The nineties seem to be a source of fascination for today’s teens. All hail the beloved scrunchy! It should be because in the nineties the teen reigned supreme and it was the century for top teen films. You know, the kind of thing you wanna curl up to watch with a cup of tea on a Sunday afternoon like a warm cosy scene from Party of Five.
There were so many in the nineties and despite a few duds (hormonal teen boys, stoner shit mostly) many are still highly watchable. Their plots lack subtlety and often embraced stereotypes but even though the messages are often miss-judged and repeated there is something to learn from this fun genre. Here is how and what we can learn from them…
She’s all that
I bloody love the Sixpence Non the Richer soundtrack and deafened my family for months singing it in the shower. Rachel Leigh Cook is an elfin beauty on par with Natalie Imbruglia and Winona Rider and I couldn’t decide which I wanted to ‘kiss me’ more, her or classic smoothie Freddie Prinz Jr. The soundtrack, stars and outfits are the best things about this film because what seems like a pretty basic and cliche tale actually is a lesson in total conformity.
Rachel Leigh Cook’s character, Laney, has a pretty good life. She has cool geeky interests, a lovely Pa, cool lil bro and a strong dungarees collection but along comes Mr Wet, Freddie Prinze Jr’s character Zack, who makes her part of his cruel and invasive scheme. Before we know it Laney is giving up the cool glasses, black onesie swimsuit, band tees and plaid shirts and is sporting a red mini dress and red lipstick. Love of god, why?! Did I mention I like the soundtrack?
What we can learn: The character of Zack probably grew up to work in Foxtons, spend a quarter of his income on hair wax and drive a new style Mini. It is never worth giving up your dungarees for a greasy wide-boy capitalist.
Nancy is the ultimate teen girl villain and the fascinating performance by Fairuza Balk means that she is still my hero. Her character is like much more destructive and creepy Rizzo to the film’s Sarah, who like Sandy in Grease is a dull newbie ripe for the kind of games teen girls like to play. This film is not really deserving of any of the feminist credentials it often gets assigned because the “asking for it” love spell is perpetuating rape culture, especially as Chris attempts to rape Sarah. The power of this group of ‘Wiccans’ is a good reminder of how strong and dangerous groups of girls can be and how this power needs to be directed towards something healthy, supportive and positive.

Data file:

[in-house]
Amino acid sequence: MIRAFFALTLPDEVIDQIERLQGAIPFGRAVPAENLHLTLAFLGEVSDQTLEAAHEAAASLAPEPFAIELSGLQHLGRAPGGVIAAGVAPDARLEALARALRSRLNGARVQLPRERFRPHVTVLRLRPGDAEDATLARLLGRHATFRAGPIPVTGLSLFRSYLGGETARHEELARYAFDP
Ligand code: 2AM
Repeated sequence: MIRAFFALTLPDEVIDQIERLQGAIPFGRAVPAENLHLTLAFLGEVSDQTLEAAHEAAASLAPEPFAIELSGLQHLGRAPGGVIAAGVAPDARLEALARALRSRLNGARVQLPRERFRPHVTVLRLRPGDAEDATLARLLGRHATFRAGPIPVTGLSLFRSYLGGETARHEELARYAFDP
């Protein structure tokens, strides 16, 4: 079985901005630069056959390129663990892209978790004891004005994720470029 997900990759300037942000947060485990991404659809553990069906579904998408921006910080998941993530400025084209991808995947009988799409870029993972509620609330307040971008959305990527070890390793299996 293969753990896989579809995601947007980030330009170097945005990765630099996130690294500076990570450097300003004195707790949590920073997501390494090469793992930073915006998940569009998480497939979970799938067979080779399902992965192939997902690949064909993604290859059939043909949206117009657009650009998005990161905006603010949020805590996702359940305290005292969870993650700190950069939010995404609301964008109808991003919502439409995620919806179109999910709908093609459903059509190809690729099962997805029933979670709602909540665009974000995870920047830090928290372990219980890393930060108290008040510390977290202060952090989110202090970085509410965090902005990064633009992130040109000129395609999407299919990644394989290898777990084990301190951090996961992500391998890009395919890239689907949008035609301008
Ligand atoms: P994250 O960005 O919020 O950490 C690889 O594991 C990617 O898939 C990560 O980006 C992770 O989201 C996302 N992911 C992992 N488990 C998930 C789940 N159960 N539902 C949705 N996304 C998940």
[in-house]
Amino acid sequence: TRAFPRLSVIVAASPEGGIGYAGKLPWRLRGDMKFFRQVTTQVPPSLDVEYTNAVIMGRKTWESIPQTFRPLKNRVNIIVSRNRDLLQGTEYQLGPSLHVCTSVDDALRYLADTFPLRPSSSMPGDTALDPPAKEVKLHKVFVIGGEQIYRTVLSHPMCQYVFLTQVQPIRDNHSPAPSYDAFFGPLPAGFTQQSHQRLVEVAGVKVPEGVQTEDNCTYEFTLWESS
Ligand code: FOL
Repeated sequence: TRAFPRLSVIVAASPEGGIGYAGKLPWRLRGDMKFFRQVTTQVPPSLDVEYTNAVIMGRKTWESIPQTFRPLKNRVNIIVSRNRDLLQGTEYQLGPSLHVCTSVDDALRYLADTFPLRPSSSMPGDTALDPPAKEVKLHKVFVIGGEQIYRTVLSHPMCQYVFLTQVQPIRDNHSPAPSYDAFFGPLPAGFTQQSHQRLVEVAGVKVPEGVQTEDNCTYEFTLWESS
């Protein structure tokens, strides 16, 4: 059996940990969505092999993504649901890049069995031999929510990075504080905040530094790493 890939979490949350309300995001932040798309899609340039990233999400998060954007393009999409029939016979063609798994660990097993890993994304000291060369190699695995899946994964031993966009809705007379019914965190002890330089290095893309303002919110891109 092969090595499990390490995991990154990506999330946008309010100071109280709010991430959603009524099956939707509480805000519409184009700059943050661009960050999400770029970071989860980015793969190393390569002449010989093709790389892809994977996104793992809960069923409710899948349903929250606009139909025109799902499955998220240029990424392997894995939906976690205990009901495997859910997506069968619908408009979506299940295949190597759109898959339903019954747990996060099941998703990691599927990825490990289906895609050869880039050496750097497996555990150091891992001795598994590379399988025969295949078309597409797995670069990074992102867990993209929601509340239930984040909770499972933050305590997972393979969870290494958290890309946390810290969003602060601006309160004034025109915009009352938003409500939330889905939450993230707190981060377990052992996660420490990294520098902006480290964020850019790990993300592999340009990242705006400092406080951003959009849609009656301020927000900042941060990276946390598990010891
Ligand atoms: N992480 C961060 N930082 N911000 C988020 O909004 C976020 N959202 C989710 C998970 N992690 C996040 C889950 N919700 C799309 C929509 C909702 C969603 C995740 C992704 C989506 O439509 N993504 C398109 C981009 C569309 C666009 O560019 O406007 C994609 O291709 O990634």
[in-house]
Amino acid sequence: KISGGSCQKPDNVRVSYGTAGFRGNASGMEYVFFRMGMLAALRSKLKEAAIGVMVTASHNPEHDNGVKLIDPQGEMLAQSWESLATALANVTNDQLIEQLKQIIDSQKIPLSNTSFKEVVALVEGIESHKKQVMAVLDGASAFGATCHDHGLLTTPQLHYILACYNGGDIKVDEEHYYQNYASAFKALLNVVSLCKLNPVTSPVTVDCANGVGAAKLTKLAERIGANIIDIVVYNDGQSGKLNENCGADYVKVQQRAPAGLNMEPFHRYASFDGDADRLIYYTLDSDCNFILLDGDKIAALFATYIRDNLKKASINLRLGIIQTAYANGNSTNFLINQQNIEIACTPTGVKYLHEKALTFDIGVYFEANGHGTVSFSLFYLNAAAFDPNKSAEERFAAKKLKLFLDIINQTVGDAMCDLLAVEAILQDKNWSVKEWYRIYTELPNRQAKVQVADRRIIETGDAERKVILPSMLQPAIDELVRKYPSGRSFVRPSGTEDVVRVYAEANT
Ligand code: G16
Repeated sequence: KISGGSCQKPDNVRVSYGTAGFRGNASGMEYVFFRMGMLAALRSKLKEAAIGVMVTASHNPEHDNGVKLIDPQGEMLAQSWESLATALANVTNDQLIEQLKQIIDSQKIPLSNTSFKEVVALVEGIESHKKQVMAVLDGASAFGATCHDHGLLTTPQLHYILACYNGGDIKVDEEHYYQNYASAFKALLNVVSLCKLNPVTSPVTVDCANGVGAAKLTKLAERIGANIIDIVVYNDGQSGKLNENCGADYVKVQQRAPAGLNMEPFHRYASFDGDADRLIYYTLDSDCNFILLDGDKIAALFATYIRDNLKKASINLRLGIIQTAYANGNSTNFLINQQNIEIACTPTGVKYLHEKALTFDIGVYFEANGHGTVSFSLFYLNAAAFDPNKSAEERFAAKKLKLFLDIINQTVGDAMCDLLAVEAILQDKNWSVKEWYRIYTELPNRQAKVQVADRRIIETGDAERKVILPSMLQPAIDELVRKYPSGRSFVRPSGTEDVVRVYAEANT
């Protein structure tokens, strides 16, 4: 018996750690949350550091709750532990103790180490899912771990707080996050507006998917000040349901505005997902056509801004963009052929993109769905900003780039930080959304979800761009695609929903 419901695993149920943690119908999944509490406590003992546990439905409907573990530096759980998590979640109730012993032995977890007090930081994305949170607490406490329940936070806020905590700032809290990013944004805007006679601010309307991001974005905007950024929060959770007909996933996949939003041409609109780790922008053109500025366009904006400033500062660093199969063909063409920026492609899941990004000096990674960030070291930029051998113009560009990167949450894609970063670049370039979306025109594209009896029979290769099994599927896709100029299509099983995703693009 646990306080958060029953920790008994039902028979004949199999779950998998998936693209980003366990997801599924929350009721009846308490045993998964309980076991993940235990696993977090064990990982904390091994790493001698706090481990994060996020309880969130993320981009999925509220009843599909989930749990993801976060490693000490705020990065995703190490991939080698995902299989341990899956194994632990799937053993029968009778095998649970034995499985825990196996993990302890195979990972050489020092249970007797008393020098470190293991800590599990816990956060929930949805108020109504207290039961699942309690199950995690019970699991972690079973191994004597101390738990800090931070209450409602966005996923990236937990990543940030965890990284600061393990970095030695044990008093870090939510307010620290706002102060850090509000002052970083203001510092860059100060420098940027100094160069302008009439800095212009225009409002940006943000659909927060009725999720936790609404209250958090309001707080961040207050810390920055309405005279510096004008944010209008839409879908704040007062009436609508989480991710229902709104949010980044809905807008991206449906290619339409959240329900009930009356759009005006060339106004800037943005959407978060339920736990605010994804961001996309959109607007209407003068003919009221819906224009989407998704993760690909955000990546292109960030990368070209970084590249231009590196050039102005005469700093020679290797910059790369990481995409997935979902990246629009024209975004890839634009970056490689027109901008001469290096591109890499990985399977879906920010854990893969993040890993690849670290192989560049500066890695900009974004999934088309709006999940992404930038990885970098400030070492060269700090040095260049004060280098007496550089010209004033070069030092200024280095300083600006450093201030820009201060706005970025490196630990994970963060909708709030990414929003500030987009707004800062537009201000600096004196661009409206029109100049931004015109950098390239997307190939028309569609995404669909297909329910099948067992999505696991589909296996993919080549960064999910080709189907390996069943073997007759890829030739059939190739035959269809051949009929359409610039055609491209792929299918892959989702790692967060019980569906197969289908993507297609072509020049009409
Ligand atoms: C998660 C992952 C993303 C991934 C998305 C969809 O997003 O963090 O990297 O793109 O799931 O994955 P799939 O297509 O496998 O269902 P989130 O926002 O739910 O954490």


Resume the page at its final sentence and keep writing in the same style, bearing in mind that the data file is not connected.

What we can learn: Embrace dark lipstick and form a coven with your girlfriends. Don’t spend all your time talking about boys and have each other’s backs’.
10 Things I Hate About You
Another great soundtrack and this film’s stars, Julia Stiles and Larisa Oleynik, who are brilliant. Stile’s character, camo wearing sarcasm maestro Kat Stratford, the “shrew”, is a straight talking feminist, who seems to be unshakeable in her values but often contradicts herself over the course of the movie. Sadly she does use her body rather than her brain and is a bit too quick to forgive and conform after becoming aware that she was part of a male plot. Also, the fact that being shamed when younger is given as the reasons for her prickly demeanour in the film is disappointing. Why can’t women just be strong and angry without it stemming from some kind of vulnerability?
This film may be a bit predictable but the fluidity of its often unpredictable characters make it a good introduction to Shakespeare’s classic. Plus, Kat has some good lines; ‘I still maintain that he kicked himself in the balls’.
What we can learn: Be a shrew and never be tamed.
Another film based on a literary classic, Les Liaisons Dangereuses by Pierre Choderlos de Laclos. Cruel Intentions is a sex obsessed film about a pair of over privileged teens and has one of the first ever subplots in a feature film about somebody’s nudes getting leaked on the Internet. Again, the plot revolves around how another transfer student called Annette, Reese Witherspoon, becomes a part of a devious plan by a bored horny teen boy, Sebastien played by Reese’s now ex-hubby Ryan Phillipe and his sister Kathryne (Sarah Michelle Gellar). The siblings are dark and manipulative, driven by blurred boundaries and frustration at having grown up with every material asset but limited emotional intelligence. The film’s star, Ryan Phillipe, accurately summed up the film: he goes, ‘When you break down this movie, it’s really about me wanting to have anal sex with my sister.’ (step-sister actually but still…)
There are some great supporting performances by Selma Blair and Joshua Jackson. It is a dark teen film that pushes sexual boundaries and once again explores how dangerous bored teens can be.
What we can learn: Don’t have anal sex with your sister and erm, don’t do loads of coke.
American Pie and all its spin offs were embarrassing lessons in how masturbation jokes and gross out comedy can make for totally misogynistic and unwatchable shit. Check-out Systad Jacobsen’s 2012 film “Turn Me On, Dammit!” for an unbridled exploration of the female teenage libido.
Watching these films is a sugar coated reminder of how bloody awkward being a teen was and how fascinating young people are and how often adults don’t get it. Also, the best friend characters are always the coolest.
The coming of age experience has often been portrayed using various metaphors – the best being the horror in Buffy – but it can be a bit samey, plus there is a lot missing from the genre – films about young women of color are few and far between.
Nowadays, I am personally more interested in Freddy Prinz Jr’s cookbook than his former ‘heartthrob’ status but I’d still eagerly watch a film that explores (however misguidedly) teen issues. What would a modern day teen film be like? Well, one thing is for sure, the clothes and obsession with popularity will not have changed all that much.